Novel strategies to reduce immunosuppressive therapy after allo-HCT include regenerative approaches, such as KGF10, interleukin (IL)-711, R-spondin12, 13, and GLP-214. These tissue regenerative approaches act on the intestinal tract through their protective impact on Paneth cells and intestinal stem cells. Another important novel concept for aGvHD treatment is JAK1/2 inhibition with ruxolitinib, which was successfully translated from the mouse model15 into clinical application16, 17. In a retrospective study, 95 patients received ruxolitinib as a salvage therapy for steroid-refractory GvHD18. The overall response rate (ORR) was 81.5%, and patients with severe intestinal or skin GvHD showed an impressive response to treatment. The reduction of inflammatory disease was linked to decreased serum proinflammatory cytokine levels and reduced numbers of activated T-cells. Although cytopenia was observed in some patients, ruxolitinib was found to be safe and well tolerated. The next step after the successful phase III trials may be a combination with other approaches; for instance, the combination of ruxolitinib with ECP was shown to have activity against cGvHD18. Novel approaches in GvHD could include kinase inhibitors for kinases relevant for the disease. GvHD caused activation of microglia cells as shown by morphological changes and differential gene expression. Selective genetic ablation of TGF-β-activated kinase-1 (TAK1) or tumor necrosis factor (TNF) in microglia identified the TAK1/ TNF/MHC-II axis as a central mediator of CNS-inflammation19. The kinase inhibitor, Takinib, reduced TNF production and CNS GvHD.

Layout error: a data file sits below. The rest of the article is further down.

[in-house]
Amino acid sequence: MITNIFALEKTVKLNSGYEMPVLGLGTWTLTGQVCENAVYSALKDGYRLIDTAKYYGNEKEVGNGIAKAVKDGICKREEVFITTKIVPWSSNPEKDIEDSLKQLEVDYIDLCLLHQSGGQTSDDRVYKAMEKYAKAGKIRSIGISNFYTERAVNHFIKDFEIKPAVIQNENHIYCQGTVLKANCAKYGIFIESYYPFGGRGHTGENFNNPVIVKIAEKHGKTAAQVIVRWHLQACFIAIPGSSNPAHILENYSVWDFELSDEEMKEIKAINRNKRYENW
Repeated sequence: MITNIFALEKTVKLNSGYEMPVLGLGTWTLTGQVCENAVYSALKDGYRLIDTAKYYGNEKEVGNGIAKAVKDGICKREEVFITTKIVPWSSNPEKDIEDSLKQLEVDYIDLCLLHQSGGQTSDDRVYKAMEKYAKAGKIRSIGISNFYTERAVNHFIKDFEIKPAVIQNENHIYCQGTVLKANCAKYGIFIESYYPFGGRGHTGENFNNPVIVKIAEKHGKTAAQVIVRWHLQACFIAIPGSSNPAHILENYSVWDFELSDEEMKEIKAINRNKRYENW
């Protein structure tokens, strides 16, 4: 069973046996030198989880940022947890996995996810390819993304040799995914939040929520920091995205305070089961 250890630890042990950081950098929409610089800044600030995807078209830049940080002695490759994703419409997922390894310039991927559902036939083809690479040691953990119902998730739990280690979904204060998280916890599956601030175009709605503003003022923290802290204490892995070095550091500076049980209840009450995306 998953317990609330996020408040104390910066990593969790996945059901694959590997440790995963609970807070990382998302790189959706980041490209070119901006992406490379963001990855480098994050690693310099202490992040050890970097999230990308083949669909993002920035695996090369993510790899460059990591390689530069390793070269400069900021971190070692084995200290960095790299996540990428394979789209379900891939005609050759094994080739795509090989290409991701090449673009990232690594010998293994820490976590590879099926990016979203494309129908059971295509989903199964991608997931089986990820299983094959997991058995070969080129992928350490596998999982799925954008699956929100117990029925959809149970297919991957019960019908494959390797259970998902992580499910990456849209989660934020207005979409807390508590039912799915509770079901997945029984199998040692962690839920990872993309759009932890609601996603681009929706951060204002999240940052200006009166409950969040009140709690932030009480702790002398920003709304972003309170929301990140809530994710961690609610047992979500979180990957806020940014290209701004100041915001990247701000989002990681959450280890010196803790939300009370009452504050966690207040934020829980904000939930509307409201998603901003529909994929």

Dipeptidyl peptidase-4 (DPP-4; also known as CD26) is a homodimeric type-II transmembrane receptor with serine peptidase activity in its extracellular domain. This molecule is expressed in hematopoietic cells, endothelial cells, and epithelial cells, and is soluble and enzymatically active in the blood. DPP-4 can be inhibited by the selective inhibitor sitagliptin. Prophylaxis treatment with sitagliptin showed a reduced incidence of aGvHD compared to historical controls (NCT00862719).